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Published 9th Mar 2018

tees valley mayor ben houchen proposes protected status for famous teesside parmo

Anthony O’Shaughnessy from the North East last night stunned the judges on BBC’s MasterChef when he cooked up Teesside’s local delicacy, the parmo.

The Teesside dish was thrust into the national spotlight and was trending on twitter, when the ambulance call operator from Gateshead wowed the judges and it was described as, “the next big thing” by the former winner of MasterChef.

Praising the chef, Ben Houchen said: “Well done Anthony for selling Teesside culture and food on national TV”.

Last year, the Tees Valley Mayor launched a bid to secure protected status for the Teesside Parmo and has received strong support from local producers across the region looking to back the campaign.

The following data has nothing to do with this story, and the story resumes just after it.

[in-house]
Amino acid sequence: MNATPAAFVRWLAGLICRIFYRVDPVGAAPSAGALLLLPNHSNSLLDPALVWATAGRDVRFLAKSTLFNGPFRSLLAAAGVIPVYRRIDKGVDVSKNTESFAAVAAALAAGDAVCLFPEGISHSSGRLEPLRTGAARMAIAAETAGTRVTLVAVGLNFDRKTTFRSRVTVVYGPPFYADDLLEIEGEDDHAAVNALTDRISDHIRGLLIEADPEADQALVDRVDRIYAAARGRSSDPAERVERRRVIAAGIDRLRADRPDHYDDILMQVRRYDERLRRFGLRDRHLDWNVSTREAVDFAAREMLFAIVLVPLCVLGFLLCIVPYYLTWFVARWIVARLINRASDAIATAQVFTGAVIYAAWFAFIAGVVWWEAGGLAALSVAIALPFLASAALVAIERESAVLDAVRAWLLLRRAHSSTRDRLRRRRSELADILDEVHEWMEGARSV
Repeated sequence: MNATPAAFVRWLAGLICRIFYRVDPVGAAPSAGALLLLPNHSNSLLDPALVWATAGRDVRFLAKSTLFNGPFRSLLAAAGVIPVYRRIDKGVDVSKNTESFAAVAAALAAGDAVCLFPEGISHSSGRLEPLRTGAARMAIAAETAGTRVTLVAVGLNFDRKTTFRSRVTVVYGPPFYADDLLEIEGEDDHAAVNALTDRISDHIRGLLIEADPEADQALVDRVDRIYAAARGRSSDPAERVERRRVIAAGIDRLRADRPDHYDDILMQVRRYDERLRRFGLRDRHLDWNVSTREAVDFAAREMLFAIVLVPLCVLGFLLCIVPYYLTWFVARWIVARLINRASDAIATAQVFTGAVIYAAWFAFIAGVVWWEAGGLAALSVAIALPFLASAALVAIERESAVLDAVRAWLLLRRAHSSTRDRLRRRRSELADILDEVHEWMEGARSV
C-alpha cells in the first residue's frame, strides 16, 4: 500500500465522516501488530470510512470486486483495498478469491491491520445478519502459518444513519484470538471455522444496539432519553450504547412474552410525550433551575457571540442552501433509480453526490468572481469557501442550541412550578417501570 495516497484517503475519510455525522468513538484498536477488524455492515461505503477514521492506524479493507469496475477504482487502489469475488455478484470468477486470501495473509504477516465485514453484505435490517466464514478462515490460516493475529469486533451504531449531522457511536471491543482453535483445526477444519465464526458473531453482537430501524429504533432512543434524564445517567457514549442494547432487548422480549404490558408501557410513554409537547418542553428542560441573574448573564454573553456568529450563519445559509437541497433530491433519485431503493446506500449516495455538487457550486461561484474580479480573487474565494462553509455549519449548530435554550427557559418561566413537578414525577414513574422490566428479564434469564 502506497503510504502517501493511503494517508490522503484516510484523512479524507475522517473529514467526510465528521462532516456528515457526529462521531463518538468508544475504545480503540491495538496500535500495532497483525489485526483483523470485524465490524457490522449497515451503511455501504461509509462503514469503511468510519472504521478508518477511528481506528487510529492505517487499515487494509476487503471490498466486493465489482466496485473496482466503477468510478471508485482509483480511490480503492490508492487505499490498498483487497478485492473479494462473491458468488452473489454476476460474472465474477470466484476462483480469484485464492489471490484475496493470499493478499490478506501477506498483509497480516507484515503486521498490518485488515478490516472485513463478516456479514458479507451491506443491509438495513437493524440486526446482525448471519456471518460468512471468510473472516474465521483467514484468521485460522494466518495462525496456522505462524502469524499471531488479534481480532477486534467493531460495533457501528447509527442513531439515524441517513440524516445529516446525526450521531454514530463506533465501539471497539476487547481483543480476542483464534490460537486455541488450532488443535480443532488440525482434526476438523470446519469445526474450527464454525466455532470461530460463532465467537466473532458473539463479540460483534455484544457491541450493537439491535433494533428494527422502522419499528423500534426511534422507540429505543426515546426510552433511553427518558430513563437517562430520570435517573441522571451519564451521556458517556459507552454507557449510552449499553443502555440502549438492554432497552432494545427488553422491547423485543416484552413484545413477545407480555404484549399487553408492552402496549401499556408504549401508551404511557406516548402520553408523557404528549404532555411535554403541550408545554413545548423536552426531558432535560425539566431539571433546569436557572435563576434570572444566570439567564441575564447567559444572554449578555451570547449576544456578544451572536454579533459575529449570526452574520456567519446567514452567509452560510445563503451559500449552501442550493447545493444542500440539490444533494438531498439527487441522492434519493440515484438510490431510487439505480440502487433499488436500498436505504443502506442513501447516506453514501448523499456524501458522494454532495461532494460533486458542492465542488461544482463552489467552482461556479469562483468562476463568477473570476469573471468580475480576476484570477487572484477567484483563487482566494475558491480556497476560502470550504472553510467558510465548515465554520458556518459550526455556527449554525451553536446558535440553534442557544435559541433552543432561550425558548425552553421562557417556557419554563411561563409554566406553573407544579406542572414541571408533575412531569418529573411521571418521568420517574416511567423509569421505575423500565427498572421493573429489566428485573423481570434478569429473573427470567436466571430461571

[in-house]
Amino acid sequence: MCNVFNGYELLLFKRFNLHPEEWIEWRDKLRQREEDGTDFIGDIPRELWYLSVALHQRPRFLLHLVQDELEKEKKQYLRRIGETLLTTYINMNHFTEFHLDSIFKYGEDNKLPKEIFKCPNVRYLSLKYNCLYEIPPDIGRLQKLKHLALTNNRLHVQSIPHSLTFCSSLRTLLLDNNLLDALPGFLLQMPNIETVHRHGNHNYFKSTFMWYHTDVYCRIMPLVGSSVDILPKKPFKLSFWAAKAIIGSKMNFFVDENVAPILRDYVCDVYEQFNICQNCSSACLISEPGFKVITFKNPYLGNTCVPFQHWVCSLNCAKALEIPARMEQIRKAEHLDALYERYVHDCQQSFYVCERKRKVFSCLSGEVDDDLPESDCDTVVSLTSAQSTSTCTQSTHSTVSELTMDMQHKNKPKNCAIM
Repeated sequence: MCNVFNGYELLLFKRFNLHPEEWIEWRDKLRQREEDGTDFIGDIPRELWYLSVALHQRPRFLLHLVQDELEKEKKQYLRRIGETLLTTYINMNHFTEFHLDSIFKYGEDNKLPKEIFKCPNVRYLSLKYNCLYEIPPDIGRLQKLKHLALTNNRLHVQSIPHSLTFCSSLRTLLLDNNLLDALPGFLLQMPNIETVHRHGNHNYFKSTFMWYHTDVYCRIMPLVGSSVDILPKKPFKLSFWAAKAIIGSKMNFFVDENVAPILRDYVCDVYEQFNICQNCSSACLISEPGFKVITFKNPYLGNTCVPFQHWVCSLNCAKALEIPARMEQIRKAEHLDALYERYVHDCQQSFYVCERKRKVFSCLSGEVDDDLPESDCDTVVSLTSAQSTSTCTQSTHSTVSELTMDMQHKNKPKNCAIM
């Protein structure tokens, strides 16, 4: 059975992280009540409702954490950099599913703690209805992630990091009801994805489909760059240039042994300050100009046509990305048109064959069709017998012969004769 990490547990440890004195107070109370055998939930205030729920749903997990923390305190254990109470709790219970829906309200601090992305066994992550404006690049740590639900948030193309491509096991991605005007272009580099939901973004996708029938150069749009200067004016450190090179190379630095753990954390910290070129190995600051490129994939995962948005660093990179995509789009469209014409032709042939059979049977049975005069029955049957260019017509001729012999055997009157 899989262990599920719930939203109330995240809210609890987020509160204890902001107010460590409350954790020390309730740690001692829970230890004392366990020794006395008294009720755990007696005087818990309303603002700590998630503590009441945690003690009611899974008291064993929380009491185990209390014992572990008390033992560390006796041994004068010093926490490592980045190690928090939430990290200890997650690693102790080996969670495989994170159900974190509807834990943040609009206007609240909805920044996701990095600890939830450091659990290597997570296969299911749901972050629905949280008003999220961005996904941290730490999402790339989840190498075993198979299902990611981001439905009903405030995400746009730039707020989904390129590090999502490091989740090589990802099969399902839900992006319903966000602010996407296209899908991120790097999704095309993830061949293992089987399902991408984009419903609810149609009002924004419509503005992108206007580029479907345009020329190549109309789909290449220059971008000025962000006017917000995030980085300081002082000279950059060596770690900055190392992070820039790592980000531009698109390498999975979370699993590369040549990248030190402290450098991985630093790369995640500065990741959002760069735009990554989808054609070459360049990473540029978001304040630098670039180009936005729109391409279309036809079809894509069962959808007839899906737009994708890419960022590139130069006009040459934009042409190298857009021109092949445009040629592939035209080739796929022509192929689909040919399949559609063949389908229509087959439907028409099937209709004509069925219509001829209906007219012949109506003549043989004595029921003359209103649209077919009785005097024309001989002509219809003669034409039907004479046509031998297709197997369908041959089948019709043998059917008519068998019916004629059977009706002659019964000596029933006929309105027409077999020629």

Mr Houchen added: “The parmo is a product that our region is rightly very proud of.

“While my proposal for protected status is obviously playful, it nonetheless represents a chance to celebrate our local culture and highlight our produce on the world stage. People may say the matter of the parmo is not serious, but I can assure them we are serious about the parmo, after all… It could be the next big thing.”

The meal is considered a Teesside culinary institution. It is believed that it was cooked up in 1958 by former soldier Nicos Harris at the American Grill restaurant he ran on Linthorpe Road, Middlesbrough.

The protected status is granted to foodstuffs produced according to a traditional method, using traditional ingredients or with a traditional composition. If the parmo – flattened chicken breast dipped in egg and breadcrumbs, deep fried, and covered in béchamel sauce and melted cheese – gains protected status, it will sit alongside such respected products such as Serrano ham, Neapolitan pizza and Bramley apple pie filling.

The application to secure protected status is expected to be submitted in the coming weeks.



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